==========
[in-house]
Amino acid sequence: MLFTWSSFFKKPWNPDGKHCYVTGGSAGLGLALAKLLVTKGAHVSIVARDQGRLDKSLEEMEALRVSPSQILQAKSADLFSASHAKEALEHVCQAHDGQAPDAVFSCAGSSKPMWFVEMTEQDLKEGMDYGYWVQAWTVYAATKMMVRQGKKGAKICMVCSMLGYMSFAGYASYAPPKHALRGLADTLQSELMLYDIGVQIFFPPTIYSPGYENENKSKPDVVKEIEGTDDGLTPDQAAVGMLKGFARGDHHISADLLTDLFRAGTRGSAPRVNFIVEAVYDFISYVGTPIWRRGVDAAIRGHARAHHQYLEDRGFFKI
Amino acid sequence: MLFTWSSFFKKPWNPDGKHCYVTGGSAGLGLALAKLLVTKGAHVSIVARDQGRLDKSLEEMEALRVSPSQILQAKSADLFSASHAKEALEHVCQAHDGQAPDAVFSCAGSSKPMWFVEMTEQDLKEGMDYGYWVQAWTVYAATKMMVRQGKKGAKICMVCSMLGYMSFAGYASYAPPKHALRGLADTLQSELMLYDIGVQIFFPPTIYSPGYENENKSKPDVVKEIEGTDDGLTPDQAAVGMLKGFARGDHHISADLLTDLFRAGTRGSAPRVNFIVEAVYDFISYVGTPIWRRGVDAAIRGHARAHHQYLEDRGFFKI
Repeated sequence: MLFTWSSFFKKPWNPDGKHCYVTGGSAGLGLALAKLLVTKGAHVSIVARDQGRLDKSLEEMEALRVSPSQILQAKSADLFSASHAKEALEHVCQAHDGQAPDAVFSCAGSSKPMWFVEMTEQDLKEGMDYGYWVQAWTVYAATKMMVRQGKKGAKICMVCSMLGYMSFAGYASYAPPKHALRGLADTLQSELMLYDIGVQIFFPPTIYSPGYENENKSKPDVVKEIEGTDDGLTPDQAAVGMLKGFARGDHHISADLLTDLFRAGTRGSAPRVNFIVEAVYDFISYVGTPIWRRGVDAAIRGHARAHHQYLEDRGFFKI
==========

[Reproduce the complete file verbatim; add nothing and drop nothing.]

[in-house]
Amino acid sequence: MLFTWSSFFKKPWNPDGKHCYVTGGSAGLGLALAKLLVTKGAHVSIVARDQGRLDKSLEEMEALRVSPSQILQAKSADLFSASHAKEALEHVCQAHDGQAPDAVFSCAGSSKPMWFVEMTEQDLKEGMDYGYWVQAWTVYAATKMMVRQGKKGAKICMVCSMLGYMSFAGYASYAPPKHALRGLADTLQSELMLYDIGVQIFFPPTIYSPGYENENKSKPDVVKEIEGTDDGLTPDQAAVGMLKGFARGDHHISADLLTDLFRAGTRGSAPRVNFIVEAVYDFISYVGTPIWRRGVDAAIRGHARAHHQYLEDRGFFKI
Amino acid sequence: MLFTWSSFFKKPWNPDGKHCYVTGGSAGLGLALAKLLVTKGAHVSIVARDQGRLDKSLEEMEALRVSPSQILQAKSADLFSASHAKEALEHVCQAHDGQAPDAVFSCAGSSKPMWFVEMTEQDLKEGMDYGYWVQAWTVYAATKMMVRQGKKGAKICMVCSMLGYMSFAGYASYAPPKHALRGLADTLQSELMLYDIGVQIFFPPTIYSPGYENENKSKPDVVKEIEGTDDGLTPDQAAVGMLKGFARGDHHISADLLTDLFRAGTRGSAPRVNFIVEAVYDFISYVGTPIWRRGVDAAIRGHARAHHQYLEDRGFFKI
Repeated sequence: MLFTWSSFFKKPWNPDGKHCYVTGGSAGLGLALAKLLVTKGAHVSIVARDQGRLDKSLEEMEALRVSPSQILQAKSADLFSASHAKEALEHVCQAHDGQAPDAVFSCAGSSKPMWFVEMTEQDLKEGMDYGYWVQAWTVYAATKMMVRQGKKGAKICMVCSMLGYMSFAGYASYAPPKHALRGLADTLQSELMLYDIGVQIFFPPTIYSPGYENENKSKPDVVKEIEGTDDGLTPDQAAVGMLKGFARGDHHISADLLTDLFRAGTRGSAPRVNFIVEAVYDFISYVGTPIWRRGVDAAIRGHARAHHQYLEDRGFFKI